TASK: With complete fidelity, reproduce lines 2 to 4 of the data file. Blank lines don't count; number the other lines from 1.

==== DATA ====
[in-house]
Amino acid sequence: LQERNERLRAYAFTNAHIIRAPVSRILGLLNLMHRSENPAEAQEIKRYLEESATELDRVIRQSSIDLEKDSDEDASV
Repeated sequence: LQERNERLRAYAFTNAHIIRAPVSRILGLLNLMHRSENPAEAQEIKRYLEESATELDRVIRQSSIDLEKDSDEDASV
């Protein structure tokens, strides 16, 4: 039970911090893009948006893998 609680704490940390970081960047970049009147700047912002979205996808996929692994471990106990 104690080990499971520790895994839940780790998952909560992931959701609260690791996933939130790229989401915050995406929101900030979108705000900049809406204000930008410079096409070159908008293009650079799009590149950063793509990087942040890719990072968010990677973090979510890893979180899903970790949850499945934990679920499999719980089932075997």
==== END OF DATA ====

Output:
Amino acid sequence: LQERNERLRAYAFTNAHIIRAPVSRILGLLNLMHRSENPAEAQEIKRYLEESATELDRVIRQSSIDLEKDSDEDASV
Repeated sequence: LQERNERLRAYAFTNAHIIRAPVSRILGLLNLMHRSENPAEAQEIKRYLEESATELDRVIRQSSIDLEKDSDEDASV
């Protein structure tokens, strides 16, 4: 039970911090893009948006893998 609680704490940390970081960047970049009147700047912002979205996808996929692994471990106990 104690080990499971520790895994839940780790998952909560992931959701609260690791996933939130790229989401915050995406929101900030979108705000900049809406204000930008410079096409070159908008293009650079799009590149950063793509990087942040890719990072968010990677973090979510890893979180899903970790949850499945934990679920499999719980089932075997």